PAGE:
The stroke they didn’t know they had
From the U.S. Department of Health and Human Services, I’m Ira Dreyfuss with HHS HealthBeat.
They’re called silent strokes – the kind people don’t realize they had, because silent strokes don’t create devastating symptoms. But they are worth worrying about; they raise the risk of future strokes.
Researchers at Boston University School of Medicine did brain scans of middle-aged people who thought they were stroke-free, and found evidence of silent strokes in about 11 percent.
These folks also had higher scores on a screening test based on risk factors for stroke.
Researcher Sudha Seshadri says the findings mean people should pay attention to controlling stroke risks.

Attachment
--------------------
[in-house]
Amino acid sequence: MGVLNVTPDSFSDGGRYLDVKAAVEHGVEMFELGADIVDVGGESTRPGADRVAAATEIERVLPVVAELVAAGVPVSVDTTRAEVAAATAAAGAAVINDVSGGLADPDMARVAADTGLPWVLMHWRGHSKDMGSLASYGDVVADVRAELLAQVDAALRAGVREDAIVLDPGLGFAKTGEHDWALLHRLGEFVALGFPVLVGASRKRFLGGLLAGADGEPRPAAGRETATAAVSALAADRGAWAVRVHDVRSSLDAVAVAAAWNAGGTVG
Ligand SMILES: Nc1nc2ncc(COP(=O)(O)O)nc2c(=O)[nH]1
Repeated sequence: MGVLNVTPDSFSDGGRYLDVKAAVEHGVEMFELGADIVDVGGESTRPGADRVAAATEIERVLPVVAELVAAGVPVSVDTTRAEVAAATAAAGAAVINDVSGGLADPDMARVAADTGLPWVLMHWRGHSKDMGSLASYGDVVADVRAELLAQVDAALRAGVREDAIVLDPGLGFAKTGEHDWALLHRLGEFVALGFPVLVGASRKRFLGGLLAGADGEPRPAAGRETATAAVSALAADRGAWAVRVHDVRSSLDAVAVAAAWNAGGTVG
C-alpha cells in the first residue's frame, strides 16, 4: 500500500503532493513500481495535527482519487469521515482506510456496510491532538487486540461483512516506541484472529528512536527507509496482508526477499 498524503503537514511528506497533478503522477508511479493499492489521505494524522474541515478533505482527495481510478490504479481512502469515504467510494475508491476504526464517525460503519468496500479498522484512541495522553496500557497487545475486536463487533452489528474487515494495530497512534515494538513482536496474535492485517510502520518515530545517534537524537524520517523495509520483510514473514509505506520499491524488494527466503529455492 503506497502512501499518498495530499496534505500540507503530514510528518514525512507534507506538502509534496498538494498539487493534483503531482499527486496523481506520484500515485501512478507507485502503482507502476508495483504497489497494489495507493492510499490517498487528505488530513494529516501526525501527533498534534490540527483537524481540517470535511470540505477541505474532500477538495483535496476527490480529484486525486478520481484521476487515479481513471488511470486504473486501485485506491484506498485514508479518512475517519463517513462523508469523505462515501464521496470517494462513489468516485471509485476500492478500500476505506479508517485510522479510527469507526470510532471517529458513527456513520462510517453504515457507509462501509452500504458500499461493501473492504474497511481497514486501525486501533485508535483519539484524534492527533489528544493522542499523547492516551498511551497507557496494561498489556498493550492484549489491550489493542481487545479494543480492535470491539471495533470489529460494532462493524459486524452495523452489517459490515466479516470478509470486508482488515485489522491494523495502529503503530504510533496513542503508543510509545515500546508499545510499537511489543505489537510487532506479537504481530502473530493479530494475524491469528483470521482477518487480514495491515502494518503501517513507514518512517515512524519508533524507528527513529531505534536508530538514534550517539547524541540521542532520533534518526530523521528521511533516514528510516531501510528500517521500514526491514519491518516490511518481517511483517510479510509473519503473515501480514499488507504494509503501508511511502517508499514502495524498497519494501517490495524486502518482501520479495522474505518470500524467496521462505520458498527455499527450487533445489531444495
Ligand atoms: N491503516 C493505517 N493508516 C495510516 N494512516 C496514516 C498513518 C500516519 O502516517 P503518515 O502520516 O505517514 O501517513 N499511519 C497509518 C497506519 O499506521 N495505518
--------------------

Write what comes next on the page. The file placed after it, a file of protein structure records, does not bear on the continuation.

``It re-emphasizes the importance of adhering to the American Heart Association and other guidelines.’’ (7 seconds)
The study in Stroke: Journal of the American Heart Association was supported by the National Institutes of Health.
Learn more at hhs.gov.
HHS HealthBeat is a production of the U.S. Department of Health and Human Services. I’m Ira Dreyfuss.
Last revised: May 7, 2011